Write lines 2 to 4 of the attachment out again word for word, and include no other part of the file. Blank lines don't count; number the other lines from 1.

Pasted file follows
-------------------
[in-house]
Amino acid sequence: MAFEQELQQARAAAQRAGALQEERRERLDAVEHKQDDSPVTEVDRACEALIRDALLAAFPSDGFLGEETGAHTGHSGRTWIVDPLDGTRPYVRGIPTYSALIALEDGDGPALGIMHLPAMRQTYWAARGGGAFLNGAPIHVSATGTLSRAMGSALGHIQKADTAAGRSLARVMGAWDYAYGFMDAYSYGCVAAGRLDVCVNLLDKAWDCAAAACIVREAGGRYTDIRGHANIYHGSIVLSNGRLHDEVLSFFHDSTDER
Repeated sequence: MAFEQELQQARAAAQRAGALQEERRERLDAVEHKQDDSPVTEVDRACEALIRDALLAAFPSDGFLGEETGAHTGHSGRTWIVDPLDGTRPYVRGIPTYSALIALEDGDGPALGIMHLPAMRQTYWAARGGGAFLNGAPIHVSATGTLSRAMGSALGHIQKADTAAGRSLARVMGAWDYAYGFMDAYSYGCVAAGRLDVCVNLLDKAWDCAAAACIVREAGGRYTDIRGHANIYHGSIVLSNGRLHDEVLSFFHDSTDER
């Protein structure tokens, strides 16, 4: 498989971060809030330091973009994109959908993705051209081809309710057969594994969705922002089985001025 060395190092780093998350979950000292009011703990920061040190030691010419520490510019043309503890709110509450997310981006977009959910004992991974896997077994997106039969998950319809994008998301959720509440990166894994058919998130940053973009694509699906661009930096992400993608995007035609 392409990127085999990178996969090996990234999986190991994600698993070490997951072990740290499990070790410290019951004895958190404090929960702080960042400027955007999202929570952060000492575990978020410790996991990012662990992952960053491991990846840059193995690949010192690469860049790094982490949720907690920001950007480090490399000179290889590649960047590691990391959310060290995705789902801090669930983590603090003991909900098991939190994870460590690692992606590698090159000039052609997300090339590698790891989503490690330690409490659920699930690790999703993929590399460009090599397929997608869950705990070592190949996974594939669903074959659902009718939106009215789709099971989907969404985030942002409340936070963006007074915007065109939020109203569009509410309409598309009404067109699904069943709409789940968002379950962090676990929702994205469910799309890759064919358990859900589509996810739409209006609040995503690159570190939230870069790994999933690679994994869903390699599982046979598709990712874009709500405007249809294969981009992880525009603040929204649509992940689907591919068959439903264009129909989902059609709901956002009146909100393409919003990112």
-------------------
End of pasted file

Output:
Amino acid sequence: MAFEQELQQARAAAQRAGALQEERRERLDAVEHKQDDSPVTEVDRACEALIRDALLAAFPSDGFLGEETGAHTGHSGRTWIVDPLDGTRPYVRGIPTYSALIALEDGDGPALGIMHLPAMRQTYWAARGGGAFLNGAPIHVSATGTLSRAMGSALGHIQKADTAAGRSLARVMGAWDYAYGFMDAYSYGCVAAGRLDVCVNLLDKAWDCAAAACIVREAGGRYTDIRGHANIYHGSIVLSNGRLHDEVLSFFHDSTDER
Repeated sequence: MAFEQELQQARAAAQRAGALQEERRERLDAVEHKQDDSPVTEVDRACEALIRDALLAAFPSDGFLGEETGAHTGHSGRTWIVDPLDGTRPYVRGIPTYSALIALEDGDGPALGIMHLPAMRQTYWAARGGGAFLNGAPIHVSATGTLSRAMGSALGHIQKADTAAGRSLARVMGAWDYAYGFMDAYSYGCVAAGRLDVCVNLLDKAWDCAAAACIVREAGGRYTDIRGHANIYHGSIVLSNGRLHDEVLSFFHDSTDER
């Protein structure tokens, strides 16, 4: 498989971060809030330091973009994109959908993705051209081809309710057969594994969705922002089985001025 060395190092780093998350979950000292009011703990920061040190030691010419520490510019043309503890709110509450997310981006977009959910004992991974896997077994997106039969998950319809994008998301959720509440990166894994058919998130940053973009694509699906661009930096992400993608995007035609 392409990127085999990178996969090996990234999986190991994600698993070490997951072990740290499990070790410290019951004895958190404090929960702080960042400027955007999202929570952060000492575990978020410790996991990012662990992952960053491991990846840059193995690949010192690469860049790094982490949720907690920001950007480090490399000179290889590649960047590691990391959310060290995705789902801090669930983590603090003991909900098991939190994870460590690692992606590698090159000039052609997300090339590698790891989503490690330690409490659920699930690790999703993929590399460009090599397929997608869950705990070592190949996974594939669903074959659902009718939106009215789709099971989907969404985030942002409340936070963006007074915007065109939020109203569009509410309409598309009404067109699904069943709409789940968002379950962090676990929702994205469910799309890759064919358990859900589509996810739409209006609040995503690159570190939230870069790994999933690679994994869903390699599982046979598709990712874009709500405007249809294969981009992880525009603040929204649509992940689907591919068959439903264009129909989902059609709901956002009146909100393409919003990112």